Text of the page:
Rowan University’s Web Mapping & GIS Services course is offered again this summer! The eight-week course will run from July 1st to August 25th.
The course has been updated to reflect the latest developments in the web mapping field. Students will receive a stipend to work with Amazon Web Services and will have access to web servers to create applications using ArcGIS Server 10.2 and Geoserver 2.5.
For more information on how to register, visit Rowan’s Online Registration Page.
I just sent this note out to my students:
I just wanted to share with you some numbers on the entire course’s AWS usage. These numbers are for all accounts, including my account used for hosting some of the services, such as the WMS and tile cache in Week 7.
3.2TB of storage has been provisioned in EBS drives. Cost: $322.63.
9,713 hours of EC2 instances have been running. Cost: $314.06.
76,308 tiles have been served up from CloudFront. Cost: $1.88 (approximately), which includes transfer, storage, and serving.
Total bill for August, so far: $658, which includes other minor charges.
The storage cost is also very high because each of you have copied the AMIs on my account, so you could arguably divide that by 16 or more and get a number closer to what you would see if you implemented a GIS server on your own from a publicly shared AMI.
If you can generate your map tiles locally – or even on EC2, but then shut down your instance – you can host some awesome web maps for very little money. And if you want a live server running, too, it won’t break the bank.
So far, I’ve been receiving positive feedback on using a cloud computing platform for teaching server-side GIS. Except for a few hiccups related to security settings, remote desktop, and an issue with EBS drives not mounting, it’s been a good experience for everyone – myself definitely included.
Tomorrow is the start of Week 8, where the students will be presenting their final projects – a web mapping application of their own design. I will post links (and screenshots, for posterity) of the projects as they’re submitted.
Thanks again to Amazon Web Services for the Education Grant supporting this course.
In planning my 8 week course, I realized early on that I wanted to devote a portion of the class to cloud computing. If you’re not familiar with cloud computing, it is the ability to tap into computing resources on an as-needed basis. It’s a fairly old idea that unfortunately has been elevated to buzzword status when discussing modern computer systems. Cloud computing is worth your excitement as anyone – large organizations down to single users – can tap into cloud-based resources. Amazon Web Services, perhaps the largest, definitely the most well-known cloud computing provider, allows you to run servers on their infrastructure for only pennies per hour.
Why does this matter to you? As a GIS person, you may think that dealing with servers and creating websites are the stuff of the IT department. The trend in GIS is moving away from static maps and paper media to rich, interactive experiences provided by web-based map services. To provide the best experience – in terms of interactivity, efficiency, and aesthetics or branding – to your users, you will likely need your own GIS server. In the past, purchasing a server would take months of negotiation with IT, Purchasing, and other levels of bureaucracy within your organization. If you wanted a GIS server for a personal project, unless you are incredibly wealthy, the capital investment alone would have made your project infeasible. With cloud computing, you can get started with just a credit card, starting small and scaling your resources as needed.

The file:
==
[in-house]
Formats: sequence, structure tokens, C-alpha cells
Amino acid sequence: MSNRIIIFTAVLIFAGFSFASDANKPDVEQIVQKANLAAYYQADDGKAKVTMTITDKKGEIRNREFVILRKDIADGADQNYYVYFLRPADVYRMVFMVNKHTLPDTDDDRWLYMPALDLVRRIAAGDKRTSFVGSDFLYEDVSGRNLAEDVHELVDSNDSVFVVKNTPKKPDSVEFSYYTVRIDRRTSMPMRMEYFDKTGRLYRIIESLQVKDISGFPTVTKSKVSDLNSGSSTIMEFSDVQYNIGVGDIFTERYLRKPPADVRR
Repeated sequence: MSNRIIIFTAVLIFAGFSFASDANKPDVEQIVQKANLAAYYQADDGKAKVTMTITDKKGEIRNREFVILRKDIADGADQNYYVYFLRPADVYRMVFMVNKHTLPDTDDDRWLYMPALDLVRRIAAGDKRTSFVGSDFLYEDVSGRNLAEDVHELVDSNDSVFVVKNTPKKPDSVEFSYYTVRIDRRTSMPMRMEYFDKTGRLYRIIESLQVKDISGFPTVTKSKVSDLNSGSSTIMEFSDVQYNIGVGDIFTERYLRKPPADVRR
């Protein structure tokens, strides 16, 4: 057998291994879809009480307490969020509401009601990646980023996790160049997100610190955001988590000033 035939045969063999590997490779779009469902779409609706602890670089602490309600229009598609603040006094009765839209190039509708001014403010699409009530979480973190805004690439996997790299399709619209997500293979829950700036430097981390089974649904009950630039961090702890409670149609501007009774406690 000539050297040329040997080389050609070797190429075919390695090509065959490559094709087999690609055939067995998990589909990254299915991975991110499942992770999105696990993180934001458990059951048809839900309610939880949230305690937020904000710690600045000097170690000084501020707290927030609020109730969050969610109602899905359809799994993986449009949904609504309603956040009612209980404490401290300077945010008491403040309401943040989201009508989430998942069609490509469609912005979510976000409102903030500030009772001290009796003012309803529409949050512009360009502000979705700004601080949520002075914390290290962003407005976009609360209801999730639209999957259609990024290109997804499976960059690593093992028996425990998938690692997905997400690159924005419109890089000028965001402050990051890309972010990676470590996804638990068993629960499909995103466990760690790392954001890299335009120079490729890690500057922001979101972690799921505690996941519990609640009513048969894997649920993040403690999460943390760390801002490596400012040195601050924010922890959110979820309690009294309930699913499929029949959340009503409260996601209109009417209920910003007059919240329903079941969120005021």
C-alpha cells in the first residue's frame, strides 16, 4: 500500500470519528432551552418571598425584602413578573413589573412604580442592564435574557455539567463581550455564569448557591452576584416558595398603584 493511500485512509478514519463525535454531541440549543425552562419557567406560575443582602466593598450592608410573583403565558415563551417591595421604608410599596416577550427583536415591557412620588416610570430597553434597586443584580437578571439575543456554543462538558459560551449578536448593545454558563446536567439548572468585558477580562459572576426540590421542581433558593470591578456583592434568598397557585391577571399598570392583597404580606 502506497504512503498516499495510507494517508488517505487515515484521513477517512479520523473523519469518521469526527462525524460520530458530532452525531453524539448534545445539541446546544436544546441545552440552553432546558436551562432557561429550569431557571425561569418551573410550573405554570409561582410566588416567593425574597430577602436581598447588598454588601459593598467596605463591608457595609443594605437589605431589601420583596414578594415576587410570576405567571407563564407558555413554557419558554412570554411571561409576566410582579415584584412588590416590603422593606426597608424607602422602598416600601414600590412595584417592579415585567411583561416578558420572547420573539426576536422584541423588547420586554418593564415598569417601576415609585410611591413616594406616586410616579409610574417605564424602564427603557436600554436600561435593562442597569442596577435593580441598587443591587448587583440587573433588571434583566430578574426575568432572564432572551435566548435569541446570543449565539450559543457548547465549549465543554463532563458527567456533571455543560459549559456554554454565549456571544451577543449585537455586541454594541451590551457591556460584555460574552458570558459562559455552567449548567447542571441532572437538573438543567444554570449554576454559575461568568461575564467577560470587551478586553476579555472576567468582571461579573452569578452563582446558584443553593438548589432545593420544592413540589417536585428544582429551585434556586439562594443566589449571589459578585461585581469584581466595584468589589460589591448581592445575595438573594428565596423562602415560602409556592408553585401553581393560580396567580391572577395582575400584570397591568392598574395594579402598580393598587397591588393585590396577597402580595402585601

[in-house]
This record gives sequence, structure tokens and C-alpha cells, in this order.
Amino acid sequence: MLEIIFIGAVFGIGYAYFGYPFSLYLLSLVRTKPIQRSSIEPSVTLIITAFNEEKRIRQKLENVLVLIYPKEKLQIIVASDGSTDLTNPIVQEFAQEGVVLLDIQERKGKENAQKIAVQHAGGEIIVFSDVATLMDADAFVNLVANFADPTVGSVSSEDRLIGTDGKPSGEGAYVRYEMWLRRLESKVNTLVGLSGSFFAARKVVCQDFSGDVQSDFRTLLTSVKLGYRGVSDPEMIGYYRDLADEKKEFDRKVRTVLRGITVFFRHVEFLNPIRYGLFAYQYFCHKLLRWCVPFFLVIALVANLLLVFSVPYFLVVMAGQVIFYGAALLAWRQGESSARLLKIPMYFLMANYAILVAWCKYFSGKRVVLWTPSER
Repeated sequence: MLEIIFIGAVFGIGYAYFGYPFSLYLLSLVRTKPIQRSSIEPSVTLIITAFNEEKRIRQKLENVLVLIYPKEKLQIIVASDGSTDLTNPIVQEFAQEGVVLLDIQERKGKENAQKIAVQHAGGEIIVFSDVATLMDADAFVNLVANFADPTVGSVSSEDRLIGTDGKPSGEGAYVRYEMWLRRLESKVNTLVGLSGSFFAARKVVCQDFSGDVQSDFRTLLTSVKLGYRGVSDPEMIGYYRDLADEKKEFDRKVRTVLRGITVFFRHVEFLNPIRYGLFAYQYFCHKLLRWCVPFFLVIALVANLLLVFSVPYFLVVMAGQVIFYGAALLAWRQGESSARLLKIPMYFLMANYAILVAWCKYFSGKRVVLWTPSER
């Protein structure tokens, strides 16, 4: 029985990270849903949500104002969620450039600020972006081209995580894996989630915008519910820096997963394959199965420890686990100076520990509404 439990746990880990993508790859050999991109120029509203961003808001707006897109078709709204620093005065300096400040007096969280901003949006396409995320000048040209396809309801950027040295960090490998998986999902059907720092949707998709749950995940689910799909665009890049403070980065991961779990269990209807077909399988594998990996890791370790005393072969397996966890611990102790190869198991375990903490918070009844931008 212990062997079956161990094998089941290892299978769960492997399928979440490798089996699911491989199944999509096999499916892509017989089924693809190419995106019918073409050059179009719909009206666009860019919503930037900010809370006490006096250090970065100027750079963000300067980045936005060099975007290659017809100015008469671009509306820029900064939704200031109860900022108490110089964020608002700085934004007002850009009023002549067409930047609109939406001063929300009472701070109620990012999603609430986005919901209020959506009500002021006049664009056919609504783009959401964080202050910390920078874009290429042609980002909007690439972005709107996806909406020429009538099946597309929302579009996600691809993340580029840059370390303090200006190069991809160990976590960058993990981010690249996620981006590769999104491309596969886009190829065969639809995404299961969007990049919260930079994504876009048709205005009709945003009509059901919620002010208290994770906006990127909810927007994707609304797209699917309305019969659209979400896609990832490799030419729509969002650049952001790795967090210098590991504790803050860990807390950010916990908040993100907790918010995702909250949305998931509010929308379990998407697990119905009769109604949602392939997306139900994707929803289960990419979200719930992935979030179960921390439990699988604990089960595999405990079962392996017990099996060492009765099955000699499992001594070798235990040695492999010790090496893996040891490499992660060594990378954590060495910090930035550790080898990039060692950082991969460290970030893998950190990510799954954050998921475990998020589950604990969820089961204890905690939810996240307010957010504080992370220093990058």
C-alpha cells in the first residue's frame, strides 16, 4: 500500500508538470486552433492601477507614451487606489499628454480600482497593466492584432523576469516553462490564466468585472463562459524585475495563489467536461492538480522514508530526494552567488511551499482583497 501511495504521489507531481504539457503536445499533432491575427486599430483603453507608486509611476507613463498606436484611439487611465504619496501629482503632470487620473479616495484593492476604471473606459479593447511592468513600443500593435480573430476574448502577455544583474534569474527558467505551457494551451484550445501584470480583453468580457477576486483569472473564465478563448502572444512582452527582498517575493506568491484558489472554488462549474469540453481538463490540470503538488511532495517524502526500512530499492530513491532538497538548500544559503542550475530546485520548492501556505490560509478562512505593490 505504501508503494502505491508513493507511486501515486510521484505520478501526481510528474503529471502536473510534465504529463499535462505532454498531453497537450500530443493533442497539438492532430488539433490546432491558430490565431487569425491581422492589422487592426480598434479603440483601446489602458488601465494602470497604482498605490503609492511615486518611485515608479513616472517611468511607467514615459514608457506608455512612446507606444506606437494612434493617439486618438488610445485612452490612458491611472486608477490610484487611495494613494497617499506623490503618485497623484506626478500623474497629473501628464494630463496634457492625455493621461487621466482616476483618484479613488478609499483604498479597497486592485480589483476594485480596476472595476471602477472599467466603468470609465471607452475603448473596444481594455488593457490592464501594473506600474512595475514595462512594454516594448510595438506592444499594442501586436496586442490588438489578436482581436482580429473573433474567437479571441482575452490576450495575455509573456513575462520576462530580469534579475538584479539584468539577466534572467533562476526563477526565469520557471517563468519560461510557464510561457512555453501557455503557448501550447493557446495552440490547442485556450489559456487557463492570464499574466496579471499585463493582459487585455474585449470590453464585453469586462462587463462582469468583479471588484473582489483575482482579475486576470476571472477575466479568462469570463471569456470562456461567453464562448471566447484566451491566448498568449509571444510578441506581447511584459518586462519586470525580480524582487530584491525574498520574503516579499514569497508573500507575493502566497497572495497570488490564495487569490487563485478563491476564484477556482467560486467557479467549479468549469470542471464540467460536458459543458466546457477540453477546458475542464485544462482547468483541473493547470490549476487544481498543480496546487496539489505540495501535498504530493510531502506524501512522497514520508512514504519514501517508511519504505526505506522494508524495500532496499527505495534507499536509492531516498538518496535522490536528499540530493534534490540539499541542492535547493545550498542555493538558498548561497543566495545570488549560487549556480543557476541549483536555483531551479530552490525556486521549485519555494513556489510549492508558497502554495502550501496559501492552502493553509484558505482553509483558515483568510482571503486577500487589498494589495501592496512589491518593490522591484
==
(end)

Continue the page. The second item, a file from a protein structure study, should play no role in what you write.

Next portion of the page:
I have been developing an AMI for use in the class that will have you up and running with a GIS server in a matter of minutes. This server will be configured with some common open source software that you will be able to use to host your own web maps and GIS services on Amazon’s infrastructure. GeoServer is an open source GIS server that will allow you to share your GIS data via web maps, map tiles and through KML. While this machine image does not have ArcGIS installed, there are some open desktop GIS options available. I’ve gone the open source route so that upon completion of my course, you can keep your web/GIS server running without licensing or maintenance costs. You would just need to pay Amazon for the time the server is active. For those of you that are a 100% ESRI shop, don’t worry, I will have an AMI with ArcGIS Server 10 available for some assignments. Once I have fully tested the AMI, I’ll gladly share the AMI id here.
Welcome! I am developing LearnWebMapping.com as a resource for you to find information about web mapping concepts, APIs, tips and tricks. I am also developing an online college course on web mapping, including a discussion of client-side mapping interfaces, GIS services, and best practices to help you build awesome map applications. You can find out more about the course offered through Rowan University Online at the About the Course link here and above.
Check back as I post articles and links to interesting web maps for inspiration and educational resources for guidance on your next project.